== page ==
November 28 2022 | Simon Miller
November Highlight reel
This article is written by Simon Miller, who has over 20 years’ experience in financial journalism and is currently the Senior Financial Editor at nudge. US gives thanks for worsening data.
Today Minister for Finance Paschal Donohoe announced the 2021 Budget and it’s the largest on record for Ireland - €17.75 billion. The total value of support measures to date amounts to €24.5 billion, nearly eight times last year’s Budget plan.
Mr Donohoe began his address by inspiring the nation, he said: "The test we face, further demanding challenges await. The challenge is great and yet we will prevail, from the ashes of this pandemic together we will build a stronger and more resilient Ireland."
He said that the Budget is completely unpinned by the continued presence of the virus and the absence of a vaccine. Hence a significant investment in health, social welfare, education, housing and business support. There are no notable changes to income tax bands or tax credits, but there are a few adjustments to consider.
An extra €4 billion for the health service. This will include investment in Covid protection, extra beds, dementia and care home support, drugs rehabilitation, disability and mental health support. Including:
There will be a new Covid support scheme to provide targeted support for businesses temporarily closed, due to the pandemic, will get a maximum of €5,000 per week. The Government will make a payment based on their 2019 average weekly turnover. Other business support programmes include:
There is €8.5 billion to support people, families, communities and businesses to survive the challenge of Covid, with a Contingency Reserve of €2.1 billion to support public services and income support. This means increases of:
The Department of Education will have an €8.9bn budget with €80 million extra for school buildings and €270m for Higher Education building projects. €2bn will be put towards children with special education needs and 900 additional SNAs and 403 additional teachers. Other support measures include:
€5.2 billion will be allocated to the Department of Housing, that’s an increase of €773 million from 2020. Mr McGrath said it was a “record level of funding”. Other investments include:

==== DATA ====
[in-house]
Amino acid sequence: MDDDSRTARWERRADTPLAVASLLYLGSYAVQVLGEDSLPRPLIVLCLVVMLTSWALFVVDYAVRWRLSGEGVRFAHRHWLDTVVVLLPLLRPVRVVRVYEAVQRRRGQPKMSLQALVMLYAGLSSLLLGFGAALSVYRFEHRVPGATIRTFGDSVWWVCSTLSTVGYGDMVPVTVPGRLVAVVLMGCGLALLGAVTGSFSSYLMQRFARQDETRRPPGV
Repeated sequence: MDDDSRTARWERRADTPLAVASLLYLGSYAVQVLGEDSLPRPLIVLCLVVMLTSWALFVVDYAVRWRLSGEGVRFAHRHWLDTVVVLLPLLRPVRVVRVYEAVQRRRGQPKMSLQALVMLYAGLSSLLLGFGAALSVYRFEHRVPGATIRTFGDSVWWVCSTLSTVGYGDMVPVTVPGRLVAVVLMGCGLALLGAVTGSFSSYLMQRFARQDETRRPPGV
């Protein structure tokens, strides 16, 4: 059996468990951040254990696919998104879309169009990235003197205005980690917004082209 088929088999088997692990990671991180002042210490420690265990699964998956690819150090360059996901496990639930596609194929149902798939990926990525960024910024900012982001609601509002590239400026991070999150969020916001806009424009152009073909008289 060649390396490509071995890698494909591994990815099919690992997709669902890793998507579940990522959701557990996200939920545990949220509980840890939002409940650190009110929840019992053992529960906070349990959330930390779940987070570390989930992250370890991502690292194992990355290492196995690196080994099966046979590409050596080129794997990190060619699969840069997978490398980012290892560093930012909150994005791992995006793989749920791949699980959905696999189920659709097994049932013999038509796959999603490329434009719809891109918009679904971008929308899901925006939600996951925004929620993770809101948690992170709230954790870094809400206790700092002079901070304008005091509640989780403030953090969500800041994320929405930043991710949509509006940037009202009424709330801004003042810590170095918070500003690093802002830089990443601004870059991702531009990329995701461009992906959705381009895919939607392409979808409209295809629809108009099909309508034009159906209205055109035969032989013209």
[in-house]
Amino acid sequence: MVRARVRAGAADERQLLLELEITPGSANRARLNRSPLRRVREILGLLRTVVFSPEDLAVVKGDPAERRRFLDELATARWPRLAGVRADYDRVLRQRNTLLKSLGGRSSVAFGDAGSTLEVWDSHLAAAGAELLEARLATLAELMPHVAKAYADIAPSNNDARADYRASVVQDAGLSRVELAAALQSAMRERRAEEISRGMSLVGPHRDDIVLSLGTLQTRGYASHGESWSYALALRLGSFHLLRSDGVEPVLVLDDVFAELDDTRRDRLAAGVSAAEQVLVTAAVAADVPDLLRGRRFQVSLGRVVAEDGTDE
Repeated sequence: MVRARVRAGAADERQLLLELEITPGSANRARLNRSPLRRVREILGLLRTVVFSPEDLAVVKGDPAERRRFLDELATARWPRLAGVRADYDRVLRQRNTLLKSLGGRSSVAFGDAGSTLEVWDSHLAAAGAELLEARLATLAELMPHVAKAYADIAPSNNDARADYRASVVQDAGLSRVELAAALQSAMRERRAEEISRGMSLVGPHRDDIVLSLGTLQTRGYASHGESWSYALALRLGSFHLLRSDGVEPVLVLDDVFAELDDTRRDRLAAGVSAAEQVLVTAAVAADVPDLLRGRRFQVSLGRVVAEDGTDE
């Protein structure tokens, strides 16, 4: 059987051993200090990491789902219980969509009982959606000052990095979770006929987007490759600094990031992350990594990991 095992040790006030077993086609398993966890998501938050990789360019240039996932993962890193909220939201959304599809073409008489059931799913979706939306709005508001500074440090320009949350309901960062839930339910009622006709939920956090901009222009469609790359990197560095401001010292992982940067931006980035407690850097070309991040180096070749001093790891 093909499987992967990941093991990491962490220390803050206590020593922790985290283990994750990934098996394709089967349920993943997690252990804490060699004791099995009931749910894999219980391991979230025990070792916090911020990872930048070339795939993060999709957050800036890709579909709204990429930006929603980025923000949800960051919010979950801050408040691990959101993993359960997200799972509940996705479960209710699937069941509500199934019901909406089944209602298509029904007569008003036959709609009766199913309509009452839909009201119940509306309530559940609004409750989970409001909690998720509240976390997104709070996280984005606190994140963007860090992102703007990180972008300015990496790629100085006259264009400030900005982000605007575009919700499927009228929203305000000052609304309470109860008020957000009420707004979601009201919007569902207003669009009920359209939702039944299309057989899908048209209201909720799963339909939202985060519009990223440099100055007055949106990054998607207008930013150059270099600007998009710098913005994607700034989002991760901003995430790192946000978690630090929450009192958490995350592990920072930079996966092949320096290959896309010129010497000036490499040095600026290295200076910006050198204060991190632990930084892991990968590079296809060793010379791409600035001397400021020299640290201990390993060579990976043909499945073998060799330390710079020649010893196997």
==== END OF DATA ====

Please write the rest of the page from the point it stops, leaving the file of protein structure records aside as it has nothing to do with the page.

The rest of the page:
Full-time workers on the minimum wage will remain outside the top rate of USC (Universal Social Charge), the ceiling of the second USC rate band will be increased to €20,484 to €20,687. There will be no broad changes to income tax credits or bands, and the 12.5% corporation tax rate remains in place. Changes to Vehicle Registration Tax (VRT) based on emissions to incentivise people to buy low emission cars. There are also changes to:
Much like Covid, another assumption that underpins the budget is no trade deal between the EU and the UK. €340 million voted expenditure will be spent on Brexit support in 2021. This includes an additional allocation for compliance expenditure in 2021.This means:
We hope you’ve found this overview of Ireland’s Budget 2021 useful. If you want a full report of the Financial Statements made by Minister Donohoe and Minister McGrath, there are resources at the bottom of this article.
Conclusions and closing remarks
Michael McGrath, Minister for Public Expenditure and Reform said he and Mr Donohoe wanted to give people hope based on realism. He said, “The day will come when Covid-19 and Brexit are behind us. A new economy, a green economy will emerge, and so too will a greater understanding of how much we rely on each other and so will a greater appreciation of the simple things that perhaps we often took for granted."
Here are some resources we used to build this article: